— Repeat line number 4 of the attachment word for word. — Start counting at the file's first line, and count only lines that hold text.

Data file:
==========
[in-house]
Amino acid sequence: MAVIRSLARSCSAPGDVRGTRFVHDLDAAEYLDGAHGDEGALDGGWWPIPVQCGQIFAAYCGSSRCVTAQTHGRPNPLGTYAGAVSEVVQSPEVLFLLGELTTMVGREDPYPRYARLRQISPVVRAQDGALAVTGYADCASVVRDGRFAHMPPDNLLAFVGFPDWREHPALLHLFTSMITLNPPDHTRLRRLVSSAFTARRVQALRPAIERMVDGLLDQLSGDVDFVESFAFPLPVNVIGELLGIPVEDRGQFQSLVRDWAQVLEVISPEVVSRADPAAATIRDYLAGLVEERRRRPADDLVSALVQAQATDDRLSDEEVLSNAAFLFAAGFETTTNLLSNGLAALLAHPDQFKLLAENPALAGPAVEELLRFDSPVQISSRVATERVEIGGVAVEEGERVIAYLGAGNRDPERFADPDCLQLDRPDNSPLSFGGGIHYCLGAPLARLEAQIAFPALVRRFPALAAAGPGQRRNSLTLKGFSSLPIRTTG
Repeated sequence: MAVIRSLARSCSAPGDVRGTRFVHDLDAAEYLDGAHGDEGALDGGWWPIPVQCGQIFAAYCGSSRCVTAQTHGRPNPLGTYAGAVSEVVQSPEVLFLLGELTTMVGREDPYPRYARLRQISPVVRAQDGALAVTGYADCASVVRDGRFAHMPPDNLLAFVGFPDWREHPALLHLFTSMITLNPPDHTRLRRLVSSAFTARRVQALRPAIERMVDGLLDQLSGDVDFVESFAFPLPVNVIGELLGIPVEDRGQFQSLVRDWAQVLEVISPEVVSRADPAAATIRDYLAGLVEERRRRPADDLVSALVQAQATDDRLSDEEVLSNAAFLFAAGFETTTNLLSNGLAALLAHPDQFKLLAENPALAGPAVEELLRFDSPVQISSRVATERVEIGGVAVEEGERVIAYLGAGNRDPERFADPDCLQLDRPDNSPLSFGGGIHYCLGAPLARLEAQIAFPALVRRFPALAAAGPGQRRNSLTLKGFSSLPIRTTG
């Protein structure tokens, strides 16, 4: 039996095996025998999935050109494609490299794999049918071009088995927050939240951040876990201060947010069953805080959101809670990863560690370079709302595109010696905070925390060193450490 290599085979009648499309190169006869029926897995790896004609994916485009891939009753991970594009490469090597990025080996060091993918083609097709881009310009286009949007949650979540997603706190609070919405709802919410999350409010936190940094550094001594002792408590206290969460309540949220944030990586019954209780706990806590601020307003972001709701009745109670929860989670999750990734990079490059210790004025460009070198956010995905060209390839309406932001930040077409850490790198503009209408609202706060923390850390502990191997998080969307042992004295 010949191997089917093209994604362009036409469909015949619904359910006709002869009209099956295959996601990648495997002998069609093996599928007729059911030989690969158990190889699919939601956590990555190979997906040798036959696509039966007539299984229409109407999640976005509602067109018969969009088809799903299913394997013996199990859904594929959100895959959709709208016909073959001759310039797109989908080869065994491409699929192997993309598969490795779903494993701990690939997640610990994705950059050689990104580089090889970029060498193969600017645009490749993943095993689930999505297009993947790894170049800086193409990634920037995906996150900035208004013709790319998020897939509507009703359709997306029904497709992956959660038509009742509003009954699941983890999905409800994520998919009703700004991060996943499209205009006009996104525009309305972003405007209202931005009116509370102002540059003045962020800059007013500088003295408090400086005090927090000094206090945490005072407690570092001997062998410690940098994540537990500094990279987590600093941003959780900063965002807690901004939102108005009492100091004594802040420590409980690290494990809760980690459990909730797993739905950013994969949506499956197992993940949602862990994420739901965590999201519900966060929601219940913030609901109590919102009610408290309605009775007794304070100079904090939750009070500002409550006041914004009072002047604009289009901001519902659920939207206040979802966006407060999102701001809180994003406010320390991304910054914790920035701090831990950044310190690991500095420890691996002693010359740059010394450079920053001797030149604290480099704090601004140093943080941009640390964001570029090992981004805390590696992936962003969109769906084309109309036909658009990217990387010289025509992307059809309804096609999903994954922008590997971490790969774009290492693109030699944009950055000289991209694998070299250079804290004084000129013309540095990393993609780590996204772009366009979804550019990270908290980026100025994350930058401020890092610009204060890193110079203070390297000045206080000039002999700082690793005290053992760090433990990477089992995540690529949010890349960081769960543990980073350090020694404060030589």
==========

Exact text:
């Protein structure tokens, strides 16, 4: 039996095996025998999935050109494609490299794999049918071009088995927050939240951040876990201060947010069953805080959101809670990863560690370079709302595109010696905070925390060193450490 290599085979009648499309190169006869029926897995790896004609994916485009891939009753991970594009490469090597990025080996060091993918083609097709881009310009286009949007949650979540997603706190609070919405709802919410999350409010936190940094550094001594002792408590206290969460309540949220944030990586019954209780706990806590601020307003972001709701009745109670929860989670999750990734990079490059210790004025460009070198956010995905060209390839309406932001930040077409850490790198503009209408609202706060923390850390502990191997998080969307042992004295 010949191997089917093209994604362009036409469909015949619904359910006709002869009209099956295959996601990648495997002998069609093996599928007729059911030989690969158990190889699919939601956590990555190979997906040798036959696509039966007539299984229409109407999640976005509602067109018969969009088809799903299913394997013996199990859904594929959100895959959709709208016909073959001759310039797109989908080869065994491409699929192997993309598969490795779903494993701990690939997640610990994705950059050689990104580089090889970029060498193969600017645009490749993943095993689930999505297009993947790894170049800086193409990634920037995906996150900035208004013709790319998020897939509507009703359709997306029904497709992956959660038509009742509003009954699941983890999905409800994520998919009703700004991060996943499209205009006009996104525009309305972003405007209202931005009116509370102002540059003045962020800059007013500088003295408090400086005090927090000094206090945490005072407690570092001997062998410690940098994540537990500094990279987590600093941003959780900063965002807690901004939102108005009492100091004594802040420590409980690290494990809760980690459990909730797993739905950013994969949506499956197992993940949602862990994420739901965590999201519900966060929601219940913030609901109590919102009610408290309605009775007794304070100079904090939750009070500002409550006041914004009072002047604009289009901001519902659920939207206040979802966006407060999102701001809180994003406010320390991304910054914790920035701090831990950044310190690991500095420890691996002693010359740059010394450079920053001797030149604290480099704090601004140093943080941009640390964001570029090992981004805390590696992936962003969109769906084309109309036909658009990217990387010289025509992307059809309804096609999903994954922008590997971490790969774009290492693109030699944009950055000289991209694998070299250079804290004084000129013309540095990393993609780590996204772009366009979804550019990270908290980026100025994350930058401020890092610009204060890193110079203070390297000045206080000039002999700082690793005290053992760090433990990477089992995540690529949010890349960081769960543990980073350090020694404060030589």